Kaira: I totally agree. I think that’s important. It’s really easy, as you know because moms don’t have time, to lose yourself in your kids and your family and all of that. I call it caring about the curtains. When you start caring a lot about the curtains, you probably have too much time on your hands. You’re not finding something that could be a little bit bigger, helping others. The other thing is giving back. I just started working with a food pantry because you had COVID and all that stuff. Whenever you give to others, you get it back two, three times. I come back and I feel so happy to have done something tangible for somebody else that morning, Thursday morning. It’s important.

Zibby: It’s also that sense of feeling connected to the larger world when you give back. You’re a part of something. Sometimes if you’re just in your house all day or hanging out in the carriage house, you forget what else is out there. What advice would you have for aspiring authors?

Kaira: I have a son who’s a singer/songwriter with Sony. I have a daughter who’s a screenwriter. I tell them, as I would tell anybody, that the only way you won’t make it is if you give up because then you won’t. If you just keep going and keep putting out your best content and be flexible and be able to pivot — if you’re hitting the wall too many times, then maybe it’s time to pivot what you’re writing or try something new to pitch. If I had given up, I would never be here. That’s really it. You just keep writing until something hits and you get that. Then that’s the thing with life too. I’ll never forget going to BEA in New York and seeing this big poster for Best Day Ever hanging six stories, it felt like, at the Javits Center. I had that moment where I’m like, oh, my gosh. This guy who was signing people up for American Express cards was like, “Are you okay?” I’m like, “That’s my book.” He’s like, “Oh, my god.” That moment of actually having your dreams come true, but then you got to make a new one. I never imagined that that would happen. Then it’s like, wow, I got to get another dream going. That’s that whole thing that makes life fun, is not giving up and sticking with it.

Zibby: When I first went into BEA in the Javits Center and saw those flags, I thought I had died and gone to heaven. I was like, oh, my gosh. For a book lover, to go in there — I know they’re not having BookExpo anymore and all of that. At least, not for a while. I don’t know. It was amazing.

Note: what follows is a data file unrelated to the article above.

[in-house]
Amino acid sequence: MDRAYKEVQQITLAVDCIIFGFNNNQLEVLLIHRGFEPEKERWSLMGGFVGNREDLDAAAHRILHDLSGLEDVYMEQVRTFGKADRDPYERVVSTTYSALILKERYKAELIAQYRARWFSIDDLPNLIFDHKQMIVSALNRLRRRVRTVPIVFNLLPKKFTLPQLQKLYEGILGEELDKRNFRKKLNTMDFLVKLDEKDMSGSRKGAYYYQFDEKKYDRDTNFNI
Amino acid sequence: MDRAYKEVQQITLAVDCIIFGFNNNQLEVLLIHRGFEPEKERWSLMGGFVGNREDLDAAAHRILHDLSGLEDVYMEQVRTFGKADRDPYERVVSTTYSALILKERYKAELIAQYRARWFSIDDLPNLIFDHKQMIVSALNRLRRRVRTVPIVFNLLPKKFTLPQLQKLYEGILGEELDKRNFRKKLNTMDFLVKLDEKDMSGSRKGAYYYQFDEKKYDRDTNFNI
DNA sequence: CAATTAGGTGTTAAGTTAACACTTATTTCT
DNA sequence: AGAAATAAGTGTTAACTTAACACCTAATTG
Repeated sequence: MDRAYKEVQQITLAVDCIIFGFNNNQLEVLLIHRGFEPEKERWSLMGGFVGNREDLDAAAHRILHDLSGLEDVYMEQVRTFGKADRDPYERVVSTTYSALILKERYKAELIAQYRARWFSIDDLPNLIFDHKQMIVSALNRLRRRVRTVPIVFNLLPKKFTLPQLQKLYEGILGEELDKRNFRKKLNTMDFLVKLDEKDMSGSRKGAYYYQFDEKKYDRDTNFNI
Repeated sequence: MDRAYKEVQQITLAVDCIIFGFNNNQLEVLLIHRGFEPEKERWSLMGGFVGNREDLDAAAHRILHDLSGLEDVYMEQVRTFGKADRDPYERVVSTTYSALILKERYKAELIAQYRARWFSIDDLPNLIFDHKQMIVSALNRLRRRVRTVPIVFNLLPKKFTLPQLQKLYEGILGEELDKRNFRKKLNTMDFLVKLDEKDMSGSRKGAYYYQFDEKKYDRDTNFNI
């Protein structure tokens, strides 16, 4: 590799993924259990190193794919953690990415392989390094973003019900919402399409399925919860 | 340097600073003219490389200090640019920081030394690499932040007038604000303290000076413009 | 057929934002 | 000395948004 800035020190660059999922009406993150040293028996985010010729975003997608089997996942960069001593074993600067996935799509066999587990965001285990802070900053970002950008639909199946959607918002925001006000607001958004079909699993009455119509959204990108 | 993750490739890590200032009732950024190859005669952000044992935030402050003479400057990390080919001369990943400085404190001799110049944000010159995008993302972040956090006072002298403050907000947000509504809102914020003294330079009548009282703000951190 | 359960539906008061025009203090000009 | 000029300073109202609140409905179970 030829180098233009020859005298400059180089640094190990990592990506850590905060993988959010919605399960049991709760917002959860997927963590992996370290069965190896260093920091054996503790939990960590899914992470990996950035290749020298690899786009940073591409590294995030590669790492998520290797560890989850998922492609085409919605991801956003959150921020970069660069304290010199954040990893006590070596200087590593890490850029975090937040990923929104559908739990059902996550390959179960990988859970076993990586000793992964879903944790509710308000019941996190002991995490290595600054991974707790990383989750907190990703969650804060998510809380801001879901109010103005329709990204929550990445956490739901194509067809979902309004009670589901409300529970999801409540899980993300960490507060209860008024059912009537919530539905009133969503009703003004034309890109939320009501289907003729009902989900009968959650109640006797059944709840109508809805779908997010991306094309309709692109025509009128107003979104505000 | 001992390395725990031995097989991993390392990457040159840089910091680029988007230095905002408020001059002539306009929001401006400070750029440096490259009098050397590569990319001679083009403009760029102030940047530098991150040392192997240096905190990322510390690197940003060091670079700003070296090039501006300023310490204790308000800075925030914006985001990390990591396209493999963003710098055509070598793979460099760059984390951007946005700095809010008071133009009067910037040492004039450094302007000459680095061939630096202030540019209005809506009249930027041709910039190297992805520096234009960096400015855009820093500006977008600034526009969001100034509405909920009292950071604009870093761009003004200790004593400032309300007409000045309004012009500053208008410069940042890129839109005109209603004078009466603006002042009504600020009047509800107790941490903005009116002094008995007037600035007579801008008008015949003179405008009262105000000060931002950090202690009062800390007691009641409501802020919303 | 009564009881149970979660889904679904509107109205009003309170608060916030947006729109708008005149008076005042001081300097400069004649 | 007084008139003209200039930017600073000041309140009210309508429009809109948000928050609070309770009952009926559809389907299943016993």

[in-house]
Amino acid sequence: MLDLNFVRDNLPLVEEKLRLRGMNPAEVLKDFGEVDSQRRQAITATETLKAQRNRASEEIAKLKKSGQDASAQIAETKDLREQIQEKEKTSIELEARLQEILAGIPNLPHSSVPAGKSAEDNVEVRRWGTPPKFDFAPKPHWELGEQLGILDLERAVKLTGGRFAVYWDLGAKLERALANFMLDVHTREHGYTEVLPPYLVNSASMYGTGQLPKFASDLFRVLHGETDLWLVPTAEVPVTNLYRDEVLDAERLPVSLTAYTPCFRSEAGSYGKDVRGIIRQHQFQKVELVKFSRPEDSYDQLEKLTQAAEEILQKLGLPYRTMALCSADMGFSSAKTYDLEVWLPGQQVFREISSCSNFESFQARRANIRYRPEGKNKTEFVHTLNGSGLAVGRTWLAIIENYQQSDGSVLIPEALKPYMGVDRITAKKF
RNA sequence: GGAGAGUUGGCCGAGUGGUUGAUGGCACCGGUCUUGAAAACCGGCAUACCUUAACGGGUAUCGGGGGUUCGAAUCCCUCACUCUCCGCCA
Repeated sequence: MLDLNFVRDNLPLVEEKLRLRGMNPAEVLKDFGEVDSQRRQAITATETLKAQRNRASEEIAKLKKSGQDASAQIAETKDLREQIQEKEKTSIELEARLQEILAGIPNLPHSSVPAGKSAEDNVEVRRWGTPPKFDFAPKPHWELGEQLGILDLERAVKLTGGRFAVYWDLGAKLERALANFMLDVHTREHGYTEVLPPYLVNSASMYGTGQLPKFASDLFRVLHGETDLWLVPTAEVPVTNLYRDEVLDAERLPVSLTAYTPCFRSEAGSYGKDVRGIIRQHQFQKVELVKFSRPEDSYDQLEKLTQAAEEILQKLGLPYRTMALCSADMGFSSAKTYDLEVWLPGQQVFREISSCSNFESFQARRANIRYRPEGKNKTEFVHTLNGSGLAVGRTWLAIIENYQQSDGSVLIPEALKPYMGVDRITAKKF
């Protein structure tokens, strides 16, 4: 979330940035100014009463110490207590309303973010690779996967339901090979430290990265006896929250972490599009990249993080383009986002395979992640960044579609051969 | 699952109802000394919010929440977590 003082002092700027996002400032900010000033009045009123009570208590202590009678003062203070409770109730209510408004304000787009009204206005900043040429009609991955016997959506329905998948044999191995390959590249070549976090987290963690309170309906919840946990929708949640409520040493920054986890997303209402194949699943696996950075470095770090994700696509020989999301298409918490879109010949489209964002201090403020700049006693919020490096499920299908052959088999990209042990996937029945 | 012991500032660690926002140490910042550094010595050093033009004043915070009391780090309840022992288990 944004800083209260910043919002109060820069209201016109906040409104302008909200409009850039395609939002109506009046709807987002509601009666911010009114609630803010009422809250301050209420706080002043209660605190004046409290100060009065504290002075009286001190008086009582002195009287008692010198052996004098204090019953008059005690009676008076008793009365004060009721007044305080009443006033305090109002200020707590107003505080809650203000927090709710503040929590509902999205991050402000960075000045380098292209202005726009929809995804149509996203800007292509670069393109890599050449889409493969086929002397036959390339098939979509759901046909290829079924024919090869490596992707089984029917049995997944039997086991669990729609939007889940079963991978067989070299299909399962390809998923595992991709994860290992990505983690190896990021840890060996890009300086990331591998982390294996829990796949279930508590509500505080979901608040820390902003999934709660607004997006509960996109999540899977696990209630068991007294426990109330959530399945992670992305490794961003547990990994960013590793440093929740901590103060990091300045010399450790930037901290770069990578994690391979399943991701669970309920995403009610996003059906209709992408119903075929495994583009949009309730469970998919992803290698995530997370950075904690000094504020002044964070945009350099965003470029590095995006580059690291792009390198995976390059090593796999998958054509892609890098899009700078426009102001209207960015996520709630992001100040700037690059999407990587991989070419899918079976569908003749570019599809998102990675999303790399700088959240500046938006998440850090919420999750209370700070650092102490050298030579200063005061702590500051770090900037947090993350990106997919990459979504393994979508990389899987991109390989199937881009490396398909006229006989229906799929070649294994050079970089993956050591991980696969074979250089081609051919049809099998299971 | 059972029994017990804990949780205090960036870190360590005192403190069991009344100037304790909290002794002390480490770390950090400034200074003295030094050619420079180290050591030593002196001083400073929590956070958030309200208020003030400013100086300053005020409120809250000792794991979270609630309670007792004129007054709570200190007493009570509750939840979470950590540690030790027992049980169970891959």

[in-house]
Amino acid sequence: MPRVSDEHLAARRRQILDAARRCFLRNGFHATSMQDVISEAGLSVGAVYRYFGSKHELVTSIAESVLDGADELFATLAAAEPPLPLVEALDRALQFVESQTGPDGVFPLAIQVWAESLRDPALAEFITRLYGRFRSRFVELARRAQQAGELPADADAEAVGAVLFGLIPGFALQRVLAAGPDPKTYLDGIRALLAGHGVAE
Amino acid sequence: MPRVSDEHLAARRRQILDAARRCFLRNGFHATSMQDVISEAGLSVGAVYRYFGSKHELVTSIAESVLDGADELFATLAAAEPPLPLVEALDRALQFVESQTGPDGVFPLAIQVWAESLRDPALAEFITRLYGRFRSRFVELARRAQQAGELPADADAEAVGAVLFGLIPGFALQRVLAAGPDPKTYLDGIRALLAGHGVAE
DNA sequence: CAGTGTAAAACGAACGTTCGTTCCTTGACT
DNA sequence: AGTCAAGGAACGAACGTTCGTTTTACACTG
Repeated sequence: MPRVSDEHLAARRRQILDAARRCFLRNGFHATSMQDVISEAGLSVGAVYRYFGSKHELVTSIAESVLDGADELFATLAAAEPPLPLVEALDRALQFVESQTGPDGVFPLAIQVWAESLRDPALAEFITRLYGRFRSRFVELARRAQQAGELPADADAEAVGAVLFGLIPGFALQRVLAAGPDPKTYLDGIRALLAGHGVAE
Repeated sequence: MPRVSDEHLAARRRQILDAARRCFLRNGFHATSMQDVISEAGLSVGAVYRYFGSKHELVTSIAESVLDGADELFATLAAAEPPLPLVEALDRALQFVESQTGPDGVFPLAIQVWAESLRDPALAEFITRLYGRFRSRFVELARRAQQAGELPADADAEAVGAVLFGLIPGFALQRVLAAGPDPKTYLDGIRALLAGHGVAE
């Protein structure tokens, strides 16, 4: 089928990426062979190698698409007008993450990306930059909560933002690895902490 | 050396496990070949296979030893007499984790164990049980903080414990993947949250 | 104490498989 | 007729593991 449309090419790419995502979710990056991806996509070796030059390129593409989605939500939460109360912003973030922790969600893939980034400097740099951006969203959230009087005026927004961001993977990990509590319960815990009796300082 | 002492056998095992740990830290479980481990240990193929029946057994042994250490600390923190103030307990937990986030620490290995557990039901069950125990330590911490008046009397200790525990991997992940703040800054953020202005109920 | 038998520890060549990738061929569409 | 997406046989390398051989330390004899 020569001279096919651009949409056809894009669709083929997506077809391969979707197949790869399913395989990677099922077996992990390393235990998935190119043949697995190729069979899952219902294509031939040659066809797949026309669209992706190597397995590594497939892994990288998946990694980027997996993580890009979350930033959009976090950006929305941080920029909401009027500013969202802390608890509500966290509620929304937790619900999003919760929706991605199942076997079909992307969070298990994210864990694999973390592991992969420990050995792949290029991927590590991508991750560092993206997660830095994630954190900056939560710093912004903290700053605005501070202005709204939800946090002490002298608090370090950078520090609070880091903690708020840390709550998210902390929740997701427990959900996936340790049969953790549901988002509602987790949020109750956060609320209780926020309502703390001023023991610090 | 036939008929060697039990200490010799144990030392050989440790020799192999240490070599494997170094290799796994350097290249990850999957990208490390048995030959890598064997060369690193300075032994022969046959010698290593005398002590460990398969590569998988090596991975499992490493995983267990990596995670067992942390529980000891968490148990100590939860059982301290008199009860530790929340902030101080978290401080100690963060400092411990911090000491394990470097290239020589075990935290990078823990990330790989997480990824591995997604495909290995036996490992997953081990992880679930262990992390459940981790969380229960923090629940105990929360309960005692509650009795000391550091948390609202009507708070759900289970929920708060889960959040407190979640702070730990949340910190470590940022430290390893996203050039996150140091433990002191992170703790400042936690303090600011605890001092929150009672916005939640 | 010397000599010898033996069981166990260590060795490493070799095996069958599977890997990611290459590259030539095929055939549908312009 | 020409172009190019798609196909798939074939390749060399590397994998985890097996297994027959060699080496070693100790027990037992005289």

Kaira: It really was. Whatever the pinnacle of book dreams are, that was it.

Zibby: The Oz or something.

Kaira: So many rejections and so many — it’s a hard business. It’s hard to keep going if you can’t find it in yourself. You just need to. It is lonely because you’re in your house and writing pretty solo. Then if you’re like me and you don’t outline, then you end up with these whacky notes.

Zibby: Oh, my gosh, look at those.

Kaira: I know. I just had a two-hour call with my editor for the developmental edit. I’m like, ah! Then I tell myself — actually, my daughter taught me this. She’s like, “Mom, these are all these people caring about your words. They’re trying to help you make them better, so don’t get pouty. Just get back in there.” I’m like, “You are so right.”

Zibby: And that every book is not just the author being like, here you go. Everyone has input. It keeps continually improving.

Kaira: So much collaboration, even the cover design and everything that goes into making this story come alive. It’s a cool, scary, hard, but fun process. Then you got to sit around and wait for reviews of this thing that you’ve worked on forever. Then people come out and just one-star it. Kirkus just reviewed Somebody’s Home today.

Zibby: Oh, my god, I’m sorry I missed that.

Kaira: This is my favorite pull quote ever. “Whatever the opposite of family values is, Rouda seems intent on perfecting a genre that enshrines it.” Well, okay, maybe. Maybe that’s what my people are doing. You get them and you’re like, oh, no, I can’t open that.

Zibby: That’s exciting. At least, that you were even reviewed is exciting. You’re a big deal, but it’s awesome thing.

Kaira: It’s great. I’m clearly enshrining the opposite of family values. Although, I think there’s redemption in them as well.

Zibby: I won’t tell Dan Quayle, wherever he is these days. You remember what I’m talking about?

Kaira: Yeah.

Zibby: Anyway, Kaira, thank you so much. Thank you to Jill Zarin for introducing us, if you’re listening. I’m delighted to have met you. Hopefully, I’ll see you in LA one of these days.

Kaira: Yeah, I’d love that. I know I was just gone when you were here. We were ships crossing in the night, but I’m usually always here at my house writing stories. Thank you so much, Zibby.

Zibby: Thanks so much. Bye.

Kaira: Bye.

THE NEXT WIFE by Kaira Rouda

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SOMEBODY’S HOME by Kaira Rouda